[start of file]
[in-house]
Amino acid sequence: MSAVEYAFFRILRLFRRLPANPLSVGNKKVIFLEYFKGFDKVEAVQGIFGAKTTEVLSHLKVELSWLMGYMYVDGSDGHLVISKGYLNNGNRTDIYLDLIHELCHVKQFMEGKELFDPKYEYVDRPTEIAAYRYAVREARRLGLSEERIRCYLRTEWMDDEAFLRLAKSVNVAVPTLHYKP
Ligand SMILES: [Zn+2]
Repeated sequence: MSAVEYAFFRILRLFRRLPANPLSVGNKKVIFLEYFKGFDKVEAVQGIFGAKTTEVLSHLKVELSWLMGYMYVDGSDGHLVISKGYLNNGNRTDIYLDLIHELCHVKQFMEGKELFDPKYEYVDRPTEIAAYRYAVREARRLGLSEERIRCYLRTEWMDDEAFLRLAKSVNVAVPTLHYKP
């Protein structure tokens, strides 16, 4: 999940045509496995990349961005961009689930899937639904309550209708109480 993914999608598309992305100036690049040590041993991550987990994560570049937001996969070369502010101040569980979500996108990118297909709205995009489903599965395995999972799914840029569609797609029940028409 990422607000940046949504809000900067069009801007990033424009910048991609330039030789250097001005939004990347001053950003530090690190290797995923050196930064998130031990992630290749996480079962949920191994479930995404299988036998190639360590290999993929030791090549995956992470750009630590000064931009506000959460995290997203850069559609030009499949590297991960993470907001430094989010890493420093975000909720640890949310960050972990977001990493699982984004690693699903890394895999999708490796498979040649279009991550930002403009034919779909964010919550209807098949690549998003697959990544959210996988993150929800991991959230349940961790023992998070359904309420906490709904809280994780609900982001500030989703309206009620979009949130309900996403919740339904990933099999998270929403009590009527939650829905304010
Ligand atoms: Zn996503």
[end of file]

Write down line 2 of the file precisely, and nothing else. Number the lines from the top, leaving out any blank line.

Amino acid sequence: MSAVEYAFFRILRLFRRLPANPLSVGNKKVIFLEYFKGFDKVEAVQGIFGAKTTEVLSHLKVELSWLMGYMYVDGSDGHLVISKGYLNNGNRTDIYLDLIHELCHVKQFMEGKELFDPKYEYVDRPTEIAAYRYAVREARRLGLSEERIRCYLRTEWMDDEAFLRLAKSVNVAVPTLHYKP